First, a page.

They’ve been gone most of my life–my grandfather passing away when I was 14 and my grandmother a little more than a year later. I barely knew them and for years I was jealous that my other siblings, especially my oldest sister who is 6 years older than me, had so much more time with them.
The truth is, they didn’t make themselves knowable. They weren’t accessible to their grandchildren as people in their own right, with life stories. They doted on us as grandparents but any time we’d ask them their history, we’d be met with “Ach, better you don’t know.” My sister managed to get an oral history recording from my grandmother once, which was a breakthrough.
In truth, I undervalued them as only kids can do, not knowing you’ll reach a point in your life when you wish you could do it all over.
My family’s history is an immigrant’s story: They’re very much the same generally, but so very different specifically. Ours is not a unique story, especially among Jews. Fleeing persecution in the old country; emigrating to New York City; jobs in the garment industry; a move to the chicken farms in Toms River, New Jersey; a high valuation on education; a first-generation college graduate. Yet, parts of it are uniquely ours and points of pride.
My grandmother fled the Cossacks first–getting a job as a seamstress on the Lower East Side and saving enough money to then bring her husband over. Putting her past behind her was best represented by her move to take July 4, 1900 as her birthdate in her new land. I’d like to think that some of my tenacity is inherited directly from her. I knew her only as an owl-eyed, white-haired woman in a house dress, pressing food on us constantly and exhorting us to “Eat. Eat!”. My grandfather in my mind is best represented by a bowtie and a cigar, which he would smoke and then leave in the cradling hooks on his apartment mailbox meant for the newspaper. To this day, cigar smoke reminds me of him.
I was awkward around them. I hated having to talk to them on the phone because there never seemed to be anything I could say to them. In truth, I undervalued them as only kids can do, not knowing you’ll reach a point in your life when you wish you could do it all over, the right way, the adult way. I know it’s the natural progression of things–I watch my kids do it with my parents and encourage them to listen to the stories and tuck them away for the days when the stories can no longer be told. Youth knows no patience though, and you can’t appreciate what there is to lose until its wholly beyond your reach.
So, last night I went to a Yiddish operetta with my daughter, husband, and parents. Serendipitously, I had first heard about it on a friend’s Facebook feed. I was looking for a present for my dad’s milestone birthday and my husband encouraged me to buy the tickets. My dad’s parents spoke mostly Yiddish, though they painstakingly taught themselves English in the years after they emigrated from Poland in the late 1920s. Their go-to language would remain Yiddish, however, just as we all take comfort in the language of our youth.
Di Golden Kale was being performed locally at Rutgers University’s Nicholas Music Center on the Douglass campus (my alma mater). It was performed by the National Yiddish Theatre-Folksbiene, along with a 20-piece orchestra from Mason Gross School of the Arts. The orchestra had me from the opening notes and when the singers first opened their mouths, I had a big grin on my face. The singing was beautiful–lush even. I saw my dad’s hand reach out to grab my mom’s and, if it was possible, I smiled even more.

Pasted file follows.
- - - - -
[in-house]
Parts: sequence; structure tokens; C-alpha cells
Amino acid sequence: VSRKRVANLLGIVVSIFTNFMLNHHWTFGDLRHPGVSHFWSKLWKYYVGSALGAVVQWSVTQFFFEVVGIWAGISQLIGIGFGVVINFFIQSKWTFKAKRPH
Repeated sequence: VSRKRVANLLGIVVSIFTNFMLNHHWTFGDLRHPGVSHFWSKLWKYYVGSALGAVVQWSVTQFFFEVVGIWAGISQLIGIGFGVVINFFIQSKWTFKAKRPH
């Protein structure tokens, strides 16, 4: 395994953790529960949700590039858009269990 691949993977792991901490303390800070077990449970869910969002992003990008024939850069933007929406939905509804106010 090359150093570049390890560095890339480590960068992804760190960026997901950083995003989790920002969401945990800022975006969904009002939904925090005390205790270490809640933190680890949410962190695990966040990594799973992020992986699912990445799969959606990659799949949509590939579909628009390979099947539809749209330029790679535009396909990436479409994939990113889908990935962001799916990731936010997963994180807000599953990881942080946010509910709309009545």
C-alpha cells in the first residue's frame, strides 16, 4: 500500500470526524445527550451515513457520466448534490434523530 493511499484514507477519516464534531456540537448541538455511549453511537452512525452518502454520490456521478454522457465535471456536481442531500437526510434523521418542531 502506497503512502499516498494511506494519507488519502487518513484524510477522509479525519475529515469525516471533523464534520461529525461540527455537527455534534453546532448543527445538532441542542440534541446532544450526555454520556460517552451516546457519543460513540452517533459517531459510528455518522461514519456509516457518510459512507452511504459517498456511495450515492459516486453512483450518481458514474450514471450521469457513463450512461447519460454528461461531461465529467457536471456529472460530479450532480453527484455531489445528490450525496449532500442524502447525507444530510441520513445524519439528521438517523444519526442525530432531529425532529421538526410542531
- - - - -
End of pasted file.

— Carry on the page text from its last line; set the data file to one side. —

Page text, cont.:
I was saddened to know that we were observing a language in its final death throes…
The production was simple, with the orchestra in the middle of the stage, the chorus behind them on a small bleacher-like apparatus and the solo singers having microphones up front (along with the narrator). When they didn’t have a part, the singers had seats along the back. There was a large screen that served as a backdrop and it also had the translation in English and Russian.
When I tried to just focus on the singers up front and not look at the supertitles, I missed what was happening. My dad said he shut his eyes a few times and tried to follow the Yiddish, but he only could pick out about 5-10% of it. I recognized basic phrases I’d heard my whole life: ze gazint, shayna maydela (my grandmother called me that all the time and it always makes my heart ache for her–it means beautiful girl), meshuggah, and a few more. A man two people to my dad’s right obviously understood it all and he was having a great time, laughing and clapping.
Becky was one of about four kids I saw in the entire audience and Doug and I were some of the youngest attendees as well. The rest of them were about my parent’s age. I was glad to know they were all enjoying themselves, and likely reminiscing about their youth. But I was saddened to realize that we were observing a language in its final death throes. There are small injections of hope, such as this production, but the last generation of people who remember Yiddish and its vitality are quickly dying out. The language will soon lie down and not get up again.
For us, though, it was a beautiful night with music and family and memories. I learned things about my grandparents I hadn’t yet known and I’m pretty sure we gave my dad a nice, but poignant, trip down Memory Lane. I also hope that this becomes a memory, a snapshot in time, that my daughter carefully preserves in her own memory book for many years to come.